Most if not all aspects of Lalin St. Juste’s life empower her to communicate, and the singer-songwriter takes advantage of her opportunities. When she’s not leading Oakland electro-soul band The Seshen, St. Juste has two jobs that not only help her pay the bills but help other people reach their potential. For a few hours each week, she spends time helping women in need in Berkeley find housing. She refers to that as her “side hustle.”
Her main job is to oversee behavioral therapists who work with children on the autism spectrum, as well as the children themselves.
“I’m passionate about children,” St. Juste said in a recent interview at her home in the Longfellow neighborhood in Oakland. “I love it. I love the little ones. I love kids on the spectrum. It’s a lot of hard work, a lot of rough days. You can get bitten. You can get all kinds of things. I get chills when a child learns to communicate.
“Today I was with a child, and we were working on her to learn the ‘want’ sign, and now she’s doing this,” St. Juste said, mimicking the sign language word for ‘want’ and squealing with excitement.
St. Juste has been a behavioral therapist even longer than she’s lived in the Bay Area. She and The Seshen cofounder bassist-producer Akiyoshi Ehara met while both were studying abroad in Ghana. He was a Bay Area native and she an Angeleno whose parents were immigrants from Haiti. The two connected at first because she travelled with a guitar and he with a bass.
After graduating with an undergrad degree in literature and master’s in social work—both of which helped emphasize communication and helped her as a songwriter, she moved to the East Bay around 2007. She performed at BART stations and enjoyed the sense of freedom the opportunity provided. While the Bay Area music scene was smaller than what she had known in Los Angeles, she felt more supported in the Bay Area where it was easier to get on her feet musically.
She, Ehara and several friends started The Seshen as a benefit for the victims of the 2010 Haiti earthquake, which hit home for her.
“I had family that were killed in the earthquake as well, and so I wanted to one: help out some of my family members and also help out some of the community,” she said.
It began as a house party where friends performed some of the songs she had written. Afterward, the two decided to keep the band going and were soon were pursuing a more electronic sound led by Ehara’s sonic inspirations. He has since become an integral part to the Oakland R&B, soul, jazz and electronica scene, producing other Bay Area acts such as Ghost in the City and Trails and Ways.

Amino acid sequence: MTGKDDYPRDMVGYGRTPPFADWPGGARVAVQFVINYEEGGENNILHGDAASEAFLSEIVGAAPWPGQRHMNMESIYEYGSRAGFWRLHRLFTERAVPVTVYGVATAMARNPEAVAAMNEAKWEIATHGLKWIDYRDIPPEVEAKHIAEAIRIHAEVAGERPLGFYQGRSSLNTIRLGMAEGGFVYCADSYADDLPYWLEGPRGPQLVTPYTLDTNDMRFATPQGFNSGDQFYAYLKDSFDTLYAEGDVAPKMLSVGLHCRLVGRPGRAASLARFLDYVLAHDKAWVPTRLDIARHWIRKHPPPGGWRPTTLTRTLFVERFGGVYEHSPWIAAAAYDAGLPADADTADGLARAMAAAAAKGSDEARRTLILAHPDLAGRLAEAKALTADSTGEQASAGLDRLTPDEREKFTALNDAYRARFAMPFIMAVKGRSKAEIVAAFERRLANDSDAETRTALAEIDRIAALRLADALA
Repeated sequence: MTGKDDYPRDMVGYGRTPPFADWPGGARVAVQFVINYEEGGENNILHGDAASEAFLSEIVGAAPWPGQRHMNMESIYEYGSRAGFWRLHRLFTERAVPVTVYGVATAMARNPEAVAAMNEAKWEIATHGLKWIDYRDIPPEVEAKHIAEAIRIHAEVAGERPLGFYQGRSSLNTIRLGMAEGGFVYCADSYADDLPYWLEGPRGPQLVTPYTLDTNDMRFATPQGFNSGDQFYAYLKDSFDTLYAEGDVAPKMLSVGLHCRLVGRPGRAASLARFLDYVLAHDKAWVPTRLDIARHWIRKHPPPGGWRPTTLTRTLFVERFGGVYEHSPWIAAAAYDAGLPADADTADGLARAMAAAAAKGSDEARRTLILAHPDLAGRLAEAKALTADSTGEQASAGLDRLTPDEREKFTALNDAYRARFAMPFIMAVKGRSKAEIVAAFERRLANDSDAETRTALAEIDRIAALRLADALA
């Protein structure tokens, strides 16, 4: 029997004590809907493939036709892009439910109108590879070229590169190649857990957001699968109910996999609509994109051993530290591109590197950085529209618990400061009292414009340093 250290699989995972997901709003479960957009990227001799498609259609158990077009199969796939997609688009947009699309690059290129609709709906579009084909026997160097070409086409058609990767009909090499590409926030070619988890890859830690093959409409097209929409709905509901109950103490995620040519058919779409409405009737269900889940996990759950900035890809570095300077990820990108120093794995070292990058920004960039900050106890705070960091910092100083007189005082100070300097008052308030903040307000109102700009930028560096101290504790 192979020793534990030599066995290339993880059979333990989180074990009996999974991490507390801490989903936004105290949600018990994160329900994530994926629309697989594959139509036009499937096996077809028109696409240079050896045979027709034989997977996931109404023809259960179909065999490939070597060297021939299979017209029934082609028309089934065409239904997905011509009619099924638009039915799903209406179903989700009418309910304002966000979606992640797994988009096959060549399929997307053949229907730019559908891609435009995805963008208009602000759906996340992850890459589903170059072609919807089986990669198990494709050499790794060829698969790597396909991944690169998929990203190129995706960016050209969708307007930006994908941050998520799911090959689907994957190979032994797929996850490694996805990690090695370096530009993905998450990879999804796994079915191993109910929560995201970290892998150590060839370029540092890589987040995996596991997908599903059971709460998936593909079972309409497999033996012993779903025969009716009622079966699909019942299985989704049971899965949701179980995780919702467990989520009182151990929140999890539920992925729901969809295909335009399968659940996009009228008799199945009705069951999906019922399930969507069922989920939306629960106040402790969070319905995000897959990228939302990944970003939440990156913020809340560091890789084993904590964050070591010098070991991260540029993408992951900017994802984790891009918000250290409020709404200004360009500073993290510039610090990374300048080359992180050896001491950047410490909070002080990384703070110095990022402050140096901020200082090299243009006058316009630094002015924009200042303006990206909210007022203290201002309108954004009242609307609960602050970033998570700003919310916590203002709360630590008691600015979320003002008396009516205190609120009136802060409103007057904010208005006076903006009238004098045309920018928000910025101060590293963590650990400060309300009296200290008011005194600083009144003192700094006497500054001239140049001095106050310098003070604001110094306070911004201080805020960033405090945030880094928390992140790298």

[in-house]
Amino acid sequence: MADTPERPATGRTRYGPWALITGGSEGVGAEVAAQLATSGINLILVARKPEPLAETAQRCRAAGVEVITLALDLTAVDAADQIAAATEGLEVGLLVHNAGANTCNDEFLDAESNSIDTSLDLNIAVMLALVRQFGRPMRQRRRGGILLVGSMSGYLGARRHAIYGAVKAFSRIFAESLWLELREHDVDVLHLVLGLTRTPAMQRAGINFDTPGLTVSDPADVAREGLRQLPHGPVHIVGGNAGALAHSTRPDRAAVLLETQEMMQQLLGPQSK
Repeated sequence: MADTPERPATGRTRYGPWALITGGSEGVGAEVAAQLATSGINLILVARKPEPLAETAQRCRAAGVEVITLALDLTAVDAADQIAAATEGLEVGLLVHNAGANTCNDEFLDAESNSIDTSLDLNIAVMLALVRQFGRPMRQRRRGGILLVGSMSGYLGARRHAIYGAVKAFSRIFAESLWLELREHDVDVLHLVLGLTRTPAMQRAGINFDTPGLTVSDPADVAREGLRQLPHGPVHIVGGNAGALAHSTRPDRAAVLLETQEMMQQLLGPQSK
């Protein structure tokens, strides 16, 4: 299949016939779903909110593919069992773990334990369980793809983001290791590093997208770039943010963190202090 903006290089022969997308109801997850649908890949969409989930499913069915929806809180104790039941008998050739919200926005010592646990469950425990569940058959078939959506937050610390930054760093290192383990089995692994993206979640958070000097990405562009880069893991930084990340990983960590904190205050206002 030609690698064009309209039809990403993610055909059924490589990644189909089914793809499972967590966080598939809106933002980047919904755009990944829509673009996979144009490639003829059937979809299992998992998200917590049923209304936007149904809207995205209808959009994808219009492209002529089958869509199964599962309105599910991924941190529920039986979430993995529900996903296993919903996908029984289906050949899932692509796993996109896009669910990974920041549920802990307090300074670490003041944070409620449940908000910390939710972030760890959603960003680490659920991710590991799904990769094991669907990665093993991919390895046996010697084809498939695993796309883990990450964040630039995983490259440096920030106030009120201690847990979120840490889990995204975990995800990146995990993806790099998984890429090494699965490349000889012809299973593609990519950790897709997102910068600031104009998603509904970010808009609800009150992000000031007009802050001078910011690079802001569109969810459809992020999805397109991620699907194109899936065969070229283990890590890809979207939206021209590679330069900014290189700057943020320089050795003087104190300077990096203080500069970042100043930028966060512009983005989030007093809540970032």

The band’s lineup has seen some turnover and now includes drummer Chris Thalmann, keyboardist Mahesh Rao, percussionist Mirza Kopelman and sampler Kumar Butler. A 2012 debut album was followed by several singles and 2016’s highly political Flames & Figures. That album addressed issues of global and national inequality, power and the presidential election.
In fall 2018, the sextet followed with a one-off single called “Eidolon,” about the need for persistence to stand up to corruption and bigotry.
The Seshen’s material since then has been more personal. An album is completed and awaiting a release in early 2020 on Tru Thoughts, the band’s indie label.
“I think everything I do has a political piece to it because the personal is political, [but] I think this album does deal a little bit with depression and sadness that is on a personal level and that’s also politically how society creates these conditions,” St. Juste said. “At the beginning of writing this album I was very inspired. I was very angry about a lot of things going on and trying to figure out, ‘How do I really express and expand these emotions that society is stirring up inside?’”
What hasn’t changed is the band’s blend of sound, which is largely determined by Ehara. It will again include elements of synth-pop, R&B, electronica, neo-soul and indie pop. The band members have cited influences varying from Erykah Badu to James Blake, Radiohead and Broadcast.
There will also be some new elements included on the new album, which St. Juste didn’t want to discuss in detail or name.
“I think the songs have a different kind of grit to them,” she said. “There are songs inspired by Talking Heads; there’s songs inspired by the genre of krautrock. … We’re stretching sonically and including a little bit more rock influences.”
The new songs are as old as two years, though some have been written more recently. The week of the interview, she worked on filming parts of four videos in north Oakland with San Francisco director Dominic Mercurio (the drummer in Foxtails Brigade), with plans to record more in Belmont and Half Moon Bay.
She didn’t discuss the songs or videos in detail but promised some elements of surprise in the videos, which when combined will tell one narrative arc.
One of the videos will be released as a single later this year; the first song from the forthcoming album. The Seshen is also planning to release a 7-inch later this fall and go on a short West Coast tour. A longer tour will follow the album’s release. But up first is the band’s first appearance at Outside Lands Music Festival. For St. Juste, it will be her first time even setting foot inside Golden Gate Park during the festival.
But no matter what she’s doing, St. Juste will have something to say with the intention of helping others.
“It goes back to the political thing; there’s so much against everyone in this society,” she said. “What role can I play to lend a hand?”